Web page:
NEW YORK: Retail group Gap Inc. said Thursday it would shutter 75 stores this year amid sagging sales, including 53 of its kids-focused Old Navy brand outlets in Japan.
Announcing a fall in first quarter earnings, the San Francisco-based retailer also warned that its might not achieve previous earnings forecasts for this year given the headwinds buffeting the apparel industry.
“Old Navy will strategically shift its focus to markets most favorable to the brand’s growth,” the company said, explaining the Japan closings.
It pointed to the US and Mexican markets as well as China as its focus for Old navy, its lowest-priced brand.
But it said that Japan “remains an important market” with the continued presence of more than 200 Gap and Banana Republic stores.
The closings, aimed at cutting overall costs, will also include Banana Republic outlets, most of them in international markets, though the locations were not detailed.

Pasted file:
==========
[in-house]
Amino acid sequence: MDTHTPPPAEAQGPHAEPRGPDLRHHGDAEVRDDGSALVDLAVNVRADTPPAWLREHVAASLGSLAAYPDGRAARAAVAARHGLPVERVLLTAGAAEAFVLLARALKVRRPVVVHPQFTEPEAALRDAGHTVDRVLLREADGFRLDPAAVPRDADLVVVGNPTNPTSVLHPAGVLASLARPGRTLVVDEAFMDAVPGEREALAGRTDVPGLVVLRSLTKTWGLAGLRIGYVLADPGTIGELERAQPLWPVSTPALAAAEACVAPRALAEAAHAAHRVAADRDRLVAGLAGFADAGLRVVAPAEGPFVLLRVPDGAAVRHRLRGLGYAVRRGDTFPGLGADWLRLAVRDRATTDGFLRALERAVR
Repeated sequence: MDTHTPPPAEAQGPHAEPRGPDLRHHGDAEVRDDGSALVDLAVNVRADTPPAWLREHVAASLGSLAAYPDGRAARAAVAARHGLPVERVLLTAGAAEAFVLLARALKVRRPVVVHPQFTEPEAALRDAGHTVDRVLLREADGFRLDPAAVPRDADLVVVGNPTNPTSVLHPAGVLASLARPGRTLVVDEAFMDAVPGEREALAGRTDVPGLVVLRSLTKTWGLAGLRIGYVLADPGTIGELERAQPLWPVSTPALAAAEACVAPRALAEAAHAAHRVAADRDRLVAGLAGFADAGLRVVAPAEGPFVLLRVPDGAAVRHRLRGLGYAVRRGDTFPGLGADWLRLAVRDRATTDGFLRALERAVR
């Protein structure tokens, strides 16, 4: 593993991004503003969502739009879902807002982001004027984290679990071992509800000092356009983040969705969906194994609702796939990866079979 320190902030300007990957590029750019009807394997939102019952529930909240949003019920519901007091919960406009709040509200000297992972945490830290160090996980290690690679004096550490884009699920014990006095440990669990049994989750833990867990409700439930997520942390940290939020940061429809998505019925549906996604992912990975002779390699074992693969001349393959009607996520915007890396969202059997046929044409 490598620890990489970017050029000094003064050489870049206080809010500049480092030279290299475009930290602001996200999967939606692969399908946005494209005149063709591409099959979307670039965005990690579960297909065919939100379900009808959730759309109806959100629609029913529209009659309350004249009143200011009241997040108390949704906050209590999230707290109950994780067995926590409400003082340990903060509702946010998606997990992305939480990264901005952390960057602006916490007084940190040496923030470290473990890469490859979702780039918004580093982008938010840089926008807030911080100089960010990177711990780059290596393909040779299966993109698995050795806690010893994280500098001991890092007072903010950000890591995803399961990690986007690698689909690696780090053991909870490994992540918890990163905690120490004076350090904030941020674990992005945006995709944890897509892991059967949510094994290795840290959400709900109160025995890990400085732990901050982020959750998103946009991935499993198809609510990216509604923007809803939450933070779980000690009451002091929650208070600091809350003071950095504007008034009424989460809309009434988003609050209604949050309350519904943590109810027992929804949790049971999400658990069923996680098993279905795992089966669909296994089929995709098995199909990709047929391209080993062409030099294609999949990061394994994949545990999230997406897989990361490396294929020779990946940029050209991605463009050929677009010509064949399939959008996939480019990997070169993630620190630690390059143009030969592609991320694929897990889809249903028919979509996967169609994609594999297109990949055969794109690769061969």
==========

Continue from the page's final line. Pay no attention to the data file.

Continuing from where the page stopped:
Like many of its competitors, the company has been hit by shifting tastes and slower consumer spending worldwide, as well as competition from online fashion retailers.
“As the pace of change across the apparel industry increases, now is the time to accelerate our transformation by scaling our product and operating capabilities across our global portfolio,” said chief executive Art Peck.
“By taking every opportunity to exploit our strategic advantages, our brands will be able to more fully harness the power of the enterprise to better serve their customers across channels and geographies.”
Gap Inc. global net sales at $3.44 billion were down 6.0 percent in the first quarter, ended April 30, from a year ago. Sales were off in every region except Asia, where they registered a slight gain. Sales in the United States, 77 percent of the total, were also down 6.0 percent.
Net income came in at $127 million, down 47 percent from a year ago, for 32 cents per share, in line with what the company forecast in a revision early this month.
That helped boost its share price 2.7 percent in after-hours trade to $17.28.
Shares though remained well below the high this year just over $30 a share in March. AFP